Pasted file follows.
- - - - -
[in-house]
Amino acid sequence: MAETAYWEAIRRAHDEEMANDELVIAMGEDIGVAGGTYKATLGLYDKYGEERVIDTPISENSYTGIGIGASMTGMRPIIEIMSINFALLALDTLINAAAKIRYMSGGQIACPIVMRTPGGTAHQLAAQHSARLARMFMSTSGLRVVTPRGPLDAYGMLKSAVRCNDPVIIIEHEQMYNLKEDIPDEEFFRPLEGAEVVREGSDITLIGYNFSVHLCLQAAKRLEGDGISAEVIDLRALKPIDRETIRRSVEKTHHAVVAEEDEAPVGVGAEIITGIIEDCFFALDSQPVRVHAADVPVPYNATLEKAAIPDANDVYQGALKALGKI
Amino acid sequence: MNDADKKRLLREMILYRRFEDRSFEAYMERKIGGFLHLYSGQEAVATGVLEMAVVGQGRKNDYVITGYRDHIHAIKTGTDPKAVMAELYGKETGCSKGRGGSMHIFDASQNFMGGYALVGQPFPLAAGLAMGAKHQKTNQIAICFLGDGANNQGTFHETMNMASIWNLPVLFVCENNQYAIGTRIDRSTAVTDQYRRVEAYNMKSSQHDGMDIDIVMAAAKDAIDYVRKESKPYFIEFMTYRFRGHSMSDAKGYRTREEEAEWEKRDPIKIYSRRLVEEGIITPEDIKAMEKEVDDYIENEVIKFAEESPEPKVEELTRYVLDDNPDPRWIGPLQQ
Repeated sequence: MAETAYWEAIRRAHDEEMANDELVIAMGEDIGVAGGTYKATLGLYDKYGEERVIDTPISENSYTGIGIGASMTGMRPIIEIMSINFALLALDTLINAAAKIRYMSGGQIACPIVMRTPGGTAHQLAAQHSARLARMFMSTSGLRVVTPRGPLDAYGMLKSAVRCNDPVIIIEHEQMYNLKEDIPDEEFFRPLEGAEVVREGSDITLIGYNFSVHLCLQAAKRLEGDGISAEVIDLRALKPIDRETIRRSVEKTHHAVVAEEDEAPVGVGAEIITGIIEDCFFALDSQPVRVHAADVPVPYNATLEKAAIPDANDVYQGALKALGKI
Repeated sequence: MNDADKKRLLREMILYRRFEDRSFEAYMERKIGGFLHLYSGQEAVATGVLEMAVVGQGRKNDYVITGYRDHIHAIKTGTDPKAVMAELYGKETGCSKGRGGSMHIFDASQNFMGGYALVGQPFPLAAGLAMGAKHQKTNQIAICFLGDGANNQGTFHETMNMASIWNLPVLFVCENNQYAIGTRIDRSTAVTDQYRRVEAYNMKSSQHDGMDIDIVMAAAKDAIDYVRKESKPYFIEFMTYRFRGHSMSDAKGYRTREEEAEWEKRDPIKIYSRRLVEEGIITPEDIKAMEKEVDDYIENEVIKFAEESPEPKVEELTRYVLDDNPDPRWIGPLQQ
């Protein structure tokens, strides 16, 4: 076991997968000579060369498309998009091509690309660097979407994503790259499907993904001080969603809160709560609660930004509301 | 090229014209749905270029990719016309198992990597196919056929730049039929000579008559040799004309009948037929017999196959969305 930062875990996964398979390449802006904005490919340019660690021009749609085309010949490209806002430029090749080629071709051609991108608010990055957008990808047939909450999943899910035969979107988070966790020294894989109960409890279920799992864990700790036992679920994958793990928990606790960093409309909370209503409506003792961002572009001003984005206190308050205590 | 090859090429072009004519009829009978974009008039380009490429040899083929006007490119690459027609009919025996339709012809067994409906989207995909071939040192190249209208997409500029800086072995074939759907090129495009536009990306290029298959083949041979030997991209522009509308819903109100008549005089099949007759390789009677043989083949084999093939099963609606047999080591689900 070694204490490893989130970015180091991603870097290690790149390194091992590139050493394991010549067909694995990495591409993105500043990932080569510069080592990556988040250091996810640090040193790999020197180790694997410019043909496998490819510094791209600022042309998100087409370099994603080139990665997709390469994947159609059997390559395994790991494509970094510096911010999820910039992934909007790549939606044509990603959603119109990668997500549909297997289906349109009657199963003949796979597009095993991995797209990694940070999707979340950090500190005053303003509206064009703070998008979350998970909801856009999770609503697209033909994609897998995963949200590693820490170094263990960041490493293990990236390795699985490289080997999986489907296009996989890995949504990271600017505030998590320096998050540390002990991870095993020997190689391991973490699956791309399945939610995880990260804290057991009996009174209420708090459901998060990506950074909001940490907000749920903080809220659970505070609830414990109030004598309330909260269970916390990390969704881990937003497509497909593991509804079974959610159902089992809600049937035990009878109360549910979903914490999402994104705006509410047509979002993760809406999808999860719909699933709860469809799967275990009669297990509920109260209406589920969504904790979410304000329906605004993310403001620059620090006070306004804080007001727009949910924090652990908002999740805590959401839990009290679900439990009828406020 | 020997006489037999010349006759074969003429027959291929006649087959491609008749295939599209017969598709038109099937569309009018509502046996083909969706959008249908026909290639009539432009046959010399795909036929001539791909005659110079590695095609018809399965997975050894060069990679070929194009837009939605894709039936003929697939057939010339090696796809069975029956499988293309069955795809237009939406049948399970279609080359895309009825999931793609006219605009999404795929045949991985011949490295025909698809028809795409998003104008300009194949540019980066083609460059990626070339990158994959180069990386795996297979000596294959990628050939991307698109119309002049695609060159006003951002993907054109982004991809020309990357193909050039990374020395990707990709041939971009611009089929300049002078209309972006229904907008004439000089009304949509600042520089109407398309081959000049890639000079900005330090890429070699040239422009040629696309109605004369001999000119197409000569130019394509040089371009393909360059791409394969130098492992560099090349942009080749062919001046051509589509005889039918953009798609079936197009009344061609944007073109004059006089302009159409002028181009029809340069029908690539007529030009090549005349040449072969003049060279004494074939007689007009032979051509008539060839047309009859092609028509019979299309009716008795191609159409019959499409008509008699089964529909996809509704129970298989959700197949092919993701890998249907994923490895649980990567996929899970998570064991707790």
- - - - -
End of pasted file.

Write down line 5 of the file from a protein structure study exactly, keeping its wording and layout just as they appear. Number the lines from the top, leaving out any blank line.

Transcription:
Repeated sequence: MNDADKKRLLREMILYRRFEDRSFEAYMERKIGGFLHLYSGQEAVATGVLEMAVVGQGRKNDYVITGYRDHIHAIKTGTDPKAVMAELYGKETGCSKGRGGSMHIFDASQNFMGGYALVGQPFPLAAGLAMGAKHQKTNQIAICFLGDGANNQGTFHETMNMASIWNLPVLFVCENNQYAIGTRIDRSTAVTDQYRRVEAYNMKSSQHDGMDIDIVMAAAKDAIDYVRKESKPYFIEFMTYRFRGHSMSDAKGYRTREEEAEWEKRDPIKIYSRRLVEEGIITPEDIKAMEKEVDDYIENEVIKFAEESPEPKVEELTRYVLDDNPDPRWIGPLQQ